"'These schools are the least likely to be able to afford a robust journalism program.' That, we will not shy away from saying, either to the board or to the public.'"

On crowdfunding as a development strategy:

"It was a helpful stepping stone."

  • Both groups emphasized the importance of being able to tell a compelling story about their projects.
  • Users generally expected to spend several hours putting together a campaign.

3. Content Strategy

Equipped with an understanding of users' goals and expectations, we moved on to identifying precisely which pieces of information were essential to collect at this point in the eduDAO experience and how to structure this collection.

Since users identified telling a compelling story as a major painpoint, we set out to develop a story-forward information collection strategy, which would prompt users to begin recognizing the stories in their own projects.


To consider the different ways of organizing and sequencing application content modules, we again conducted a lo-fidelity internal card-sorting exercise. Three of the resultant layouts are shown below.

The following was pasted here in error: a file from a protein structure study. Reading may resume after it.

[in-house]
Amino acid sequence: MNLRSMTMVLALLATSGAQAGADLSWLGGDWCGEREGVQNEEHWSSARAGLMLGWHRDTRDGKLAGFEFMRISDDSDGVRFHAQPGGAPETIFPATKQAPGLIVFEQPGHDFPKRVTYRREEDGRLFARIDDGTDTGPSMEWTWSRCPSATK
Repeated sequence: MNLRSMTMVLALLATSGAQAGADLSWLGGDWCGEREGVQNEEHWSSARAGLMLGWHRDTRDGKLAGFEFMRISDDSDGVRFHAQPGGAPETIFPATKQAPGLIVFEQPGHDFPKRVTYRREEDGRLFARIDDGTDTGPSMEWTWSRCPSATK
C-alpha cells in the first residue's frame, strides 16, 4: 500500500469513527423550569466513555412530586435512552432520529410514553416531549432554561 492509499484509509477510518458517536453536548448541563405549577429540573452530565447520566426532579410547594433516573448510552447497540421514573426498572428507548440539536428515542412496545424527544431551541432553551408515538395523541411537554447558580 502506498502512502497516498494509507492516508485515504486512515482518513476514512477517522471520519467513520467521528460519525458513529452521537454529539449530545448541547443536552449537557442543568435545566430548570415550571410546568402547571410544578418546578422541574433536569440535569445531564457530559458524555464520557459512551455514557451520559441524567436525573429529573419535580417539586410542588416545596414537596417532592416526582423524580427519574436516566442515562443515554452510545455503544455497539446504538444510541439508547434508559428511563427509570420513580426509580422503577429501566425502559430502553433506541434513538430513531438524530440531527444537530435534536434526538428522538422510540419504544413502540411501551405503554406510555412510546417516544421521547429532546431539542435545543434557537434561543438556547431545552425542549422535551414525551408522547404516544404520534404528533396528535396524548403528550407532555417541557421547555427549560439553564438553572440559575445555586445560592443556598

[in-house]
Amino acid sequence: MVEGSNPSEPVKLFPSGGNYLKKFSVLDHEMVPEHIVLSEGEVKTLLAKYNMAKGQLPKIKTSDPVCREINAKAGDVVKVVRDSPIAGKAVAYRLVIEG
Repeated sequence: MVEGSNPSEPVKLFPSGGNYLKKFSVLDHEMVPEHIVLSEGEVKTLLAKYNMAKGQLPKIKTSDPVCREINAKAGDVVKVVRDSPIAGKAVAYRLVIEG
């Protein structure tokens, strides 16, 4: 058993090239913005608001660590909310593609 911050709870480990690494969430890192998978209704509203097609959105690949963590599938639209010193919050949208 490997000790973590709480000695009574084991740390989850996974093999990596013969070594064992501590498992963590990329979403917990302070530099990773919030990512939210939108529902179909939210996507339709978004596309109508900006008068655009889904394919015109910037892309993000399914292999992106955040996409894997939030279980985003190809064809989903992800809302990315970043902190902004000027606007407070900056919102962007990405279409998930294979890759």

In arranging these layouts, we initially treated vertical placement within each section as the priority dimension (modules placed higher were deemed more important by potential users).

In fact, according to the "attention decrement hypothesis (ADH) [link to footnote]," in general, content modules that are placed earlier in the sequence will be attended by the user with more cognitive resources than later ones. Thus, there is an important correlation between the position of a content module in the sequence of a form and the attention the user may be able to devote to it.

1. A "typical" layout: this was our version of how application forms typically collect information. Incidentally, this kind of sequence very closely follows the common "who-what-where-when-why" pattern of most news stories.